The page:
Bibimbap, a bowl of rice mixed with meat and assorted vegetables, is the most representative dish of Korean cuisine and has gained recognition worldwide as a healthy dining option. It is a favorite in-flight meal, and bibimbap restaurants have been popping up in different parts of the world. From traditional bibimbap to regional specialties and fusion styles, there are many ways to enjoy this dish. Read on to learn more about how bibimbap came to capture the hearts of so many.
A Globally Recognized Healthy Food, Bibimbap
Bibimbap could be considered a type of fast food, in the sense that it is quite easy to place the various toppings on rice. However, bibimbap contains many beneficial ingredients including namul (seasoned vegetables) and meat which provide protein, minerals, and fiber. The different colors also represent Korean’s long-held belief in harmony, created by oseak (the five cardinal colors of traditional Korean art).
On top of its aesthetically pleasing appearance, bibimbap appeals to all the senses through its textures, smells, and rich taste. You may have seen a photo of bibimbap carefully prepared on a golden yugi (Korean brassware) or the heavy-duty dolsot (stone pot). The colorful ingredients please the eyes while the savory smell of sesame oil tickles the nose once the vegetables are mixed with rice. Each bite provides a mouthful of bursting flavors of the sauce and the vegetables.
Bibimbap 2.0, Fusion Food for a Modern World
- 【 Photo: Bibimbap croquette 】
- 【 Photo: Bibimbap in a cup 】
Bibimbap was originally called goldongban, meaning “rice mixed vigorously,” or hwaban, meaning “flower blooming on top of rice.” The vegetables used in bibimbap vary greatly by region, although the most common toppings remain the same no matter where you go. These toppings include bean sprouts, balloon flower root, bracken fern, and grilled beef. Sometimes a fried egg will be added.
- 【 Photo: Bibimbap with soybean paste sauce 】
- 【 Photo: Bulgogi & mushroom bibimbap 】
- 【 Photo: Tuna & kimchi bibimbap 】
Bibimbap has evolved in many ways, improving upon health benefits, convenience, and taste. From simply needing to add water to neatly packaged servings, bibimbap is readily accessible. Jeonju Hanok Village in particular takes fusion one step further by serving bibimbap in cups and making them into croquettes, and even inventing a bun filled with bibimbap. If you’re looking to dine out but are worried about the spice level, many places serve variations of bibimbap with little to no spice, including bulgogi with mushroom, or tuna and stir-fried kimchi. If you want a stronger tasting bibimbap, try one topped with gang doenjang (soybean paste) and chives.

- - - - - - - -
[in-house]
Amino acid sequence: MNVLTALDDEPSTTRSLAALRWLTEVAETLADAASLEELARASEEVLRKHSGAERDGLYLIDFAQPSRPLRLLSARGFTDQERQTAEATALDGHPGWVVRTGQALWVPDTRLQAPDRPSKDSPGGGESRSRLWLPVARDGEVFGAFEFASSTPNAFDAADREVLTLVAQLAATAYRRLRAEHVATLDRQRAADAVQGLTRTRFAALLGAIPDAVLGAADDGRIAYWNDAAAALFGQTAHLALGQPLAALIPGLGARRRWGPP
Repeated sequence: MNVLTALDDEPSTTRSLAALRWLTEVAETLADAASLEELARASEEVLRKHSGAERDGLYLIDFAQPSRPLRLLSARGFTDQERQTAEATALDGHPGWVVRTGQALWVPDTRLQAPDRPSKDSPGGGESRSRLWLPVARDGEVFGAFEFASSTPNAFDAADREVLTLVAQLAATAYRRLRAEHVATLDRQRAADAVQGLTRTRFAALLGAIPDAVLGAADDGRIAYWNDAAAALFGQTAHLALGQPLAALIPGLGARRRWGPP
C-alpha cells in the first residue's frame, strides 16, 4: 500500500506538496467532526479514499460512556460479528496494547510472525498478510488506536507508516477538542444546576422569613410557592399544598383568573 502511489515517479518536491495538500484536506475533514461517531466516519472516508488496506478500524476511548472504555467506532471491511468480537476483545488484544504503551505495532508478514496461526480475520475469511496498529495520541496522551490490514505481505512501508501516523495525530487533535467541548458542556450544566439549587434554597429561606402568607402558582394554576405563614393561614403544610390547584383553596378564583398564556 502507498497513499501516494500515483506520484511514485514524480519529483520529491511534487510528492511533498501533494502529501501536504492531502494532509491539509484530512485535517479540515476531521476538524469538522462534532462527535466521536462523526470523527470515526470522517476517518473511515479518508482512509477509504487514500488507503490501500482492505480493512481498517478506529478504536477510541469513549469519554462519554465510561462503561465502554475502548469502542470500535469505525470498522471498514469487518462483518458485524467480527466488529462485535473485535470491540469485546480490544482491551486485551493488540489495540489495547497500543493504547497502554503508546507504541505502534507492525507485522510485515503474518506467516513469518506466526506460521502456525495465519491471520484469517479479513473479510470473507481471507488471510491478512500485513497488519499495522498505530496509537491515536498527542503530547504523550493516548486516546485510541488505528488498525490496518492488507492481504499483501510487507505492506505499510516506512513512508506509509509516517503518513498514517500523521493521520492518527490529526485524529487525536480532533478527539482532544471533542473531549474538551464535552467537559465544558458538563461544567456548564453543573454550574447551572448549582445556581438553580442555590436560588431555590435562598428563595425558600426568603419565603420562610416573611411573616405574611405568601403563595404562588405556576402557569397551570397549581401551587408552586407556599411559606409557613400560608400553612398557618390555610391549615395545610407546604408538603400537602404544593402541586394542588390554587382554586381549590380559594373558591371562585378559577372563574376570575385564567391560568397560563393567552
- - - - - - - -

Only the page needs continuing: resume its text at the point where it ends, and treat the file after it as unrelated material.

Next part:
Jeonju bibimbap is regarded as the most representative example of bibimbap. The broth from a beef brisket is used to cook the rice, and is garnished with yukhoe (beef tartare) and egg yolk, a signature feature of Jeonju bibimbap. Fried beef and thin garnish strips of cooked egg whites and yolk can also be used instead of the raw beef and yolk. Additional Jeonju specialties of hot pepper paste mixed in with fried beef called yak gochujang and bean sprout soup or beef radish soup complete the meal.
- 【 Photo: Andong Heot-jesatbap 】
- 【 Photo: Assorted pancakes 】
Heot-jesatbap is a combination of the words hoet, meaning “fake,” and jesabap, referring to a meal that used the food remaining after ancestral rites. Heot-jesatbap is most famously connected with Andong, where the Confucian scholars were known to have this dish even when there was no ritual service. This bibimbap is unique in that the three main spices of Korean cuisine, spring onion, garlic and red pepper powder, are not used. Soy sauce, sesame oil and its seeds are used instead of red pepper paste. Also, the ritual dish is served with a variety of jeon and sanjeok (skewers). It tastes even better with tang guk (beef and radish soup), a soup flavored with dried sea cucumber, octopus, seaweed, and sliced radish, all of which are diced into pieces and thrown into a clear broth.
The coastal city of Tongyeong has an abundance of fresh seafood, making it the best feature of Tongyeong bibimbap. Namul and vegetables are served on steamed rice and then mixed with shrimp, clams, and mussels blanched in boiling water and seasoned with sauce. If this process is too cumbersome for you, you can throw all the vegetables in a pan and fry them in a rich seafood broth. This dish goes perfectly with clams and tofu soup. Tongyeong is also known for meonggae (sea squirt) bibimbap.
Jinju in Gyeongsangnam-do also has a unique take on bibimbap. It is served with vegetables including cooked fern bracken and bean sprouts on top of steamed rice. Then, minced beef and jang guk (clear soybean soup) is mixed in a bowl and served after being garnished with cheongpo (mung bean jelly), yukhoe (beef tartare), and red pepper sauce. Yukhoe is the symbol of Jinju bibimbap, but the cooked beef version is also served. Yukhoe bibimbap can be commonly found on the menu of restaurants in Jinju, which trace back to the 1920s, when Jinju emerged as an active market in the cattle trade.
Bibimbap in the sky
Bibimbap, being Korea’s representative food, played a huge role in making Korean cuisine famous worldwide. The late singer Michael Jackson is reported to have enjoyed bibimbap many times during his stay in Korea after trying the dish as an in-flight meal. Many domestic and international airlines offer bibimbap with steamed rice, finely presented namul and spicy red pepper paste. Passengers can enjoy all the fun of mixing their ingredients together. The mildly spicy red pepper paste is also available to suit the taste of those not accustomed to it.
This page was last updated on September 19, 2019, and therefore information may differ from what is presented here.